Gilenya Shows Long-term Efficacy, Safety in Real-world RRMS Study

Margarida Maia, PhD avatar

by Margarida Maia, PhD |

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Long-term treatment with Gilenya (fingolimod) in routine clinical practice is safe and effective for relapsing-remitting multiple sclerosis (RRMS), a five-year study in Germany of more than 4,000 patients reported.

Over time, relapses in the majority of study patients who continued with Gilenya became less common and less severe, while their disability status remained stable throughout the five years, its researchers reported.

The study, “Long-term real-world effectiveness and safety of fingolimod over 5 years in Germany,” was published in the Journal of Neurology. It was funded by Novartis, which markets Gilenya (generics are available, although not in U.S. for now).

Gilenya, an oral disease-modifying therapy, works by trapping immune cells in the lymph nodes and preventing them from reaching the brain and spinal cord, where they could cause inflammation. It does this by blocking the sphingosine 1-phosphate (S1P) receptor found on the surface of immune cells, which plays a key role in controlling the movement of these cells.

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Three main Phase 3 clinical trials — TRANSFORMS (NCT00340834), FREEDOMS (NCT00289978), and FREEDOMS II (NCT00355134) — demonstrated that Gilenya is better than a placebo or interferon-beta in reducing the number of relapses, and slowing disability progression.

As populations in real-world practice often differ from those in clinical trials, researchers in Germany set out to determine the long-term safety and efficacy of Gilenya in day-to-day practice.

The study, called PANGAEA, included 4,032 RRMS patients who were taking Gilenya as part of their clinical routine, either for the first time (79.1%) or after receiving the therapy in the previous trials (20.9%). [The study enrolled 4,206 people, but not all had data necessary for assessments of treatment effectiveness.]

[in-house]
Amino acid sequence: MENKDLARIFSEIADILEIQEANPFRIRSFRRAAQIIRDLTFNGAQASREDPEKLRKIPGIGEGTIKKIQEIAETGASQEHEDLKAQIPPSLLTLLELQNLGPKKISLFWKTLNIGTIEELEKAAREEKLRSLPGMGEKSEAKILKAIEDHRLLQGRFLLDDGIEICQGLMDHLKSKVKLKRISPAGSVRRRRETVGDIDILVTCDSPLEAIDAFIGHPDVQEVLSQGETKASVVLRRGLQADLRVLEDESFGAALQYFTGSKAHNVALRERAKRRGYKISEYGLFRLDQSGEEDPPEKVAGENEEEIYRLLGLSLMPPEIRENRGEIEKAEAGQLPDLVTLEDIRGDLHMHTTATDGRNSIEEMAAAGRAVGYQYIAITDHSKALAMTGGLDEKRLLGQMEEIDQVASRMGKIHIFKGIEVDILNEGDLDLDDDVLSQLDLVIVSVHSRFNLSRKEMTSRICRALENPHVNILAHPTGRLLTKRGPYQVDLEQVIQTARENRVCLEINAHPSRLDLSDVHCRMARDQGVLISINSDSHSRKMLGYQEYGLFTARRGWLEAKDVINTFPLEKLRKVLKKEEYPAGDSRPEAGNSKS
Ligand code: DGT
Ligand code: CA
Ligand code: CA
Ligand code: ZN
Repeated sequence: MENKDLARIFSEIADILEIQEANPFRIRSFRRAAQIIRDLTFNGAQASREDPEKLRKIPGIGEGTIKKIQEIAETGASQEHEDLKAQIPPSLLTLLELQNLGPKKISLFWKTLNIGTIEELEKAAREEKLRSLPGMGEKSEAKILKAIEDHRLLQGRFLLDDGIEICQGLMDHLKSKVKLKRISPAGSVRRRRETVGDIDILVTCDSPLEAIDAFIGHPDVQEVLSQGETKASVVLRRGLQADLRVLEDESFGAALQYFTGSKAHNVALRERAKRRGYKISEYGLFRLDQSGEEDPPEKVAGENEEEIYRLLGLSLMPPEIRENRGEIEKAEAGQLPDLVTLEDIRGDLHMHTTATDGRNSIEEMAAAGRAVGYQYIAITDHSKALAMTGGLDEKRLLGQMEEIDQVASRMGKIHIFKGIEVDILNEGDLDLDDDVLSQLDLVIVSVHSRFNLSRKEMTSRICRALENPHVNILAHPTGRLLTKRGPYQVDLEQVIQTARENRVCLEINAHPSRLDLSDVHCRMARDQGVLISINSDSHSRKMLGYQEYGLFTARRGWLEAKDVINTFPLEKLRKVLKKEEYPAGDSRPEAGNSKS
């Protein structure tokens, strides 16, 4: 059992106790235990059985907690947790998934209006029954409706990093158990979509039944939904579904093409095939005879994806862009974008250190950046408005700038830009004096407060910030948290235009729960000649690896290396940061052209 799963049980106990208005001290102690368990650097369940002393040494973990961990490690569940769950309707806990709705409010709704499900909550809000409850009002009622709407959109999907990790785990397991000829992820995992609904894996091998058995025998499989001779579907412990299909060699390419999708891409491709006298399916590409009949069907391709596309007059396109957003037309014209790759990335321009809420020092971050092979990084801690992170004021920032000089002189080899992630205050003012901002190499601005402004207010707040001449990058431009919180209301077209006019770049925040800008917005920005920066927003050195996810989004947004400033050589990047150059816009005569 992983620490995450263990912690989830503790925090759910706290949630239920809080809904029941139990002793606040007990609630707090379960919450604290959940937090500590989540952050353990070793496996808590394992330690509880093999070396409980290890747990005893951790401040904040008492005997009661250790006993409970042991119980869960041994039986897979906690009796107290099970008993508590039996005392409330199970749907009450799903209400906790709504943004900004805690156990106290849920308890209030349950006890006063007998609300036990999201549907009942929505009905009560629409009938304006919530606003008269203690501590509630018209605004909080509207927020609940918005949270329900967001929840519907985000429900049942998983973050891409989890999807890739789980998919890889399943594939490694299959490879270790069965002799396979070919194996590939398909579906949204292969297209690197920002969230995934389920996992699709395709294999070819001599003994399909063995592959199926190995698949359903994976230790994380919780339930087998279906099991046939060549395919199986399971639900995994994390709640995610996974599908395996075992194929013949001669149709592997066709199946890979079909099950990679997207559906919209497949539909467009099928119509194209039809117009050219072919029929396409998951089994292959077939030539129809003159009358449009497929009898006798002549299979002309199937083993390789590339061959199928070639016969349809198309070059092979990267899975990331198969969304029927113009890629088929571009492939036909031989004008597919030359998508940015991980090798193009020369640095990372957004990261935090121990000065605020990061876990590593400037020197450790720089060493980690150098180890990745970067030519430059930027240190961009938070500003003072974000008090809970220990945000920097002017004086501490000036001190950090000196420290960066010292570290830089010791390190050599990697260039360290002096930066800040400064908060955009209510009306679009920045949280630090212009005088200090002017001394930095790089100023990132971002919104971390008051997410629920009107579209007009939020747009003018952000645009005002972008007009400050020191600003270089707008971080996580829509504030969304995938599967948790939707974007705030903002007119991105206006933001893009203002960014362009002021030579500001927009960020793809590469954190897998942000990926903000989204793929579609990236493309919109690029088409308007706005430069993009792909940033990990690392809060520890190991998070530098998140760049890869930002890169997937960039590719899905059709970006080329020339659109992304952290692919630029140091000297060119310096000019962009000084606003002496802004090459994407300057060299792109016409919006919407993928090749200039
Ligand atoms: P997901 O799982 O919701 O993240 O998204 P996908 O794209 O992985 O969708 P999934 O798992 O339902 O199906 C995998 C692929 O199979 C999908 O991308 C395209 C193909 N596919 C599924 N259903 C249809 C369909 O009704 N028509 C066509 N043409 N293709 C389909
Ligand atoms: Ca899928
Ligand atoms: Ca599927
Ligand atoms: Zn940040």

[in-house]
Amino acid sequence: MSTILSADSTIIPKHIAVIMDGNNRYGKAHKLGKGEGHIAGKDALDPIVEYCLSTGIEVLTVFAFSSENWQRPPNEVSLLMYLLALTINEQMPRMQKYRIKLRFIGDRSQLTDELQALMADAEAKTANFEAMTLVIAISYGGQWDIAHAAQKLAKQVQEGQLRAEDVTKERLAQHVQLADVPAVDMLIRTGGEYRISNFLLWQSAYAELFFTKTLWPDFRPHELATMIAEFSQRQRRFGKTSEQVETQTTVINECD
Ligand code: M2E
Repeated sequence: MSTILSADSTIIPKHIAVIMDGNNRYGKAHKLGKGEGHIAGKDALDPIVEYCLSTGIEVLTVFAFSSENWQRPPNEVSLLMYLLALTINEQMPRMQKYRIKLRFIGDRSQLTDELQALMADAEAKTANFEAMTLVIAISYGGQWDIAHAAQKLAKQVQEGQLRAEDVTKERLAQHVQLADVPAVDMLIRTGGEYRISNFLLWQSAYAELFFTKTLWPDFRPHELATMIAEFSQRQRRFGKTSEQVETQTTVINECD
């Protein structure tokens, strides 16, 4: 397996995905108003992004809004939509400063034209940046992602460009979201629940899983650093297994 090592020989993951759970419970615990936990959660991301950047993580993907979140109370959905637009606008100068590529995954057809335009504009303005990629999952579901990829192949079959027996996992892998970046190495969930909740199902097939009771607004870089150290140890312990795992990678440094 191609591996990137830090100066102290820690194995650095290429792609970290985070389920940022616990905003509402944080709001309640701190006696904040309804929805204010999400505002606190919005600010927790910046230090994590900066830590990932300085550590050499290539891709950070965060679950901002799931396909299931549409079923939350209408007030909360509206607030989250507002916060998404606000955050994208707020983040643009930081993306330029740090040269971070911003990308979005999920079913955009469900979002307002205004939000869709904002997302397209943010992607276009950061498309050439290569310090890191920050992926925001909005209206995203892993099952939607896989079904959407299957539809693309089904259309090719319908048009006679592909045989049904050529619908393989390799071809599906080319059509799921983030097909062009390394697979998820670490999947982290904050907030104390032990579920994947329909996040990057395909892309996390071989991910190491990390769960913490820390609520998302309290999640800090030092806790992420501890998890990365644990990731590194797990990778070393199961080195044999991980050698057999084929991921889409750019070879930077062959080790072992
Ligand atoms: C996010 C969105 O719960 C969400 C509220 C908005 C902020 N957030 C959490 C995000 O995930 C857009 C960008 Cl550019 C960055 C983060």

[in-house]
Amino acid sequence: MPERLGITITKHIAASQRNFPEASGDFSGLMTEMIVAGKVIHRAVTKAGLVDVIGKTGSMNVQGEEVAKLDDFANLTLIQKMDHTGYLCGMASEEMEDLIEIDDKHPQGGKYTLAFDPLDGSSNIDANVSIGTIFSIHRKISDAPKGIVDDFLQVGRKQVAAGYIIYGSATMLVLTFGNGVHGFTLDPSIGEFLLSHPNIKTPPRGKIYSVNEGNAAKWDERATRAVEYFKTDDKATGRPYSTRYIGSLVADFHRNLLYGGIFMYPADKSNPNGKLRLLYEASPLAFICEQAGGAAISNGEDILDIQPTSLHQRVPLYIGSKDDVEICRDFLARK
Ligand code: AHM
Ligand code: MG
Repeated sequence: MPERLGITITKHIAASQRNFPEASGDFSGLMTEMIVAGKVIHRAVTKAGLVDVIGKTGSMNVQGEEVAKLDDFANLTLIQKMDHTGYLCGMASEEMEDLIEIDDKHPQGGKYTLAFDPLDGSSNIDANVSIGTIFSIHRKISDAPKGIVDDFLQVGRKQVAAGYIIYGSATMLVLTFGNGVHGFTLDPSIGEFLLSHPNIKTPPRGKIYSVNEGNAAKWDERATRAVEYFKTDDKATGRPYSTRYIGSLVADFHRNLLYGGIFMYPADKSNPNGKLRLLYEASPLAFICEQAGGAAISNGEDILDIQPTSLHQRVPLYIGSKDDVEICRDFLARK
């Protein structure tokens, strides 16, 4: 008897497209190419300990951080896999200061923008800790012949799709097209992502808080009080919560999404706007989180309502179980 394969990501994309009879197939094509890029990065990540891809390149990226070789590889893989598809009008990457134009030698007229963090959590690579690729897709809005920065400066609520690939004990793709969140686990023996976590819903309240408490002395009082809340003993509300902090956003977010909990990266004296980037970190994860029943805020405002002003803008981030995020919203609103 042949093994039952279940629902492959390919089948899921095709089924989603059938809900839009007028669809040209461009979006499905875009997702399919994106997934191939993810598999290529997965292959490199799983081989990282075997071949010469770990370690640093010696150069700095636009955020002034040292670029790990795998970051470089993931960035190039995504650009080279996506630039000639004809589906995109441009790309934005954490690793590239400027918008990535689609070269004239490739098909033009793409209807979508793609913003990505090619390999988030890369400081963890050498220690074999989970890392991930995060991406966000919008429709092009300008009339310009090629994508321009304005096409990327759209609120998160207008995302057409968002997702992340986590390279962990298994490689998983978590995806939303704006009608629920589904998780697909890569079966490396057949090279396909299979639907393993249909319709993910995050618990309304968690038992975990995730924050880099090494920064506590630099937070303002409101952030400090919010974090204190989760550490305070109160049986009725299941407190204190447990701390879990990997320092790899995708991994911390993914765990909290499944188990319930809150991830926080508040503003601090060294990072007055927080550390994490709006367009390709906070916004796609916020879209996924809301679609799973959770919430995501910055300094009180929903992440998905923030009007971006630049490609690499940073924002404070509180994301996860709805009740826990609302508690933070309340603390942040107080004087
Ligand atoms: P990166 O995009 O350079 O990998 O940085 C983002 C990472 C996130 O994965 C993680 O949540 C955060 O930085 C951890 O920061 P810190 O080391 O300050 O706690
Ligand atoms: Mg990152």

Their average age at the study’s start was 39.1, and a majority of these 4,032 people (61.3%) were using other MS treatments in the three years before entering PANGAEA.

Patients were followed for up to five years (average, 3.4 years), as which point two-thirds (66.6%) were still on Gilenya. Those who stopped the treatment mainly did so by choice (30.6%) or because they experienced side effects (22.6%), changed doctors (13%), or saw no therapeutic effect (5.8%).

“Throughout the study, the vast majority of physicians and patients (> 90% each; data not shown) rated tolerability as very good or good,” the researchers wrote.

In the year before Gilenya initiation, these patients had a mean of 1.5 relapses, and this rate decreased to 0.42 relapses per year after one year on Gilenya, and fell to 0.21 at year five. Throughout the study, the proportion of patients with no new relapses ranged between 68.6% and 82.4%.

Notably, of the 1,799 patients who experienced relapses, most (77%) did not require hospitalization and were moderate in intensity. A total of 9.95% of relapses were considered severe.

Their disability status, measured with the Expanded Disability Status Scale (EDSS), remained stable over the five years. At years one through four, more than half of patients showed no clinical disease activity, which was defined as no relapses and no confirmed disability progression lasting at least six months in the previous year.

The Multiple Sclerosis Severity Score (MSSS), a measure of disability adjusted to disease duration, and the proportion of patients with ‘no change’ in the Clinical Global Impression (CGI) scale were also stable throughout the years.

Among the 4,067 patients who had received at least one dose of Gilenya, 75% experienced side effects. Most were not serious, the researchers noted.

Most commonly reported side effects were infections (32.8%); abnormal blood test results, most often higher gamma-glutamyltransferase counts, a marker of potential liver damage, and lower lymphocyte counts, both to “expected” degrees (30.1%); nervous system disorders, like a relapse (26.7%); and blood disorders, such as lower white blood cell counts (17.1%).

“Safety issues that have been identified during the clinical development of fingolimod [Gilenya] … did not require additional safety considerations in PANGAEA,” the researchers wrote, suggesting that “specific AEs potentially affecting treatment adherence” be identified in further research.

“The 5-year follow-up of PANGAEA confirmed the well-established benefit-risk profile of fingolimod in long-term clinical practice which is key for strategic MS treatment,” they concluded. “It investigated a broad and heterogenous spectrum of real-world RRMS patients, thereby complementing and expanding the efficacy and safety data on fingolimod.”

Three of this study’s 11 researchers are Novartis employees.

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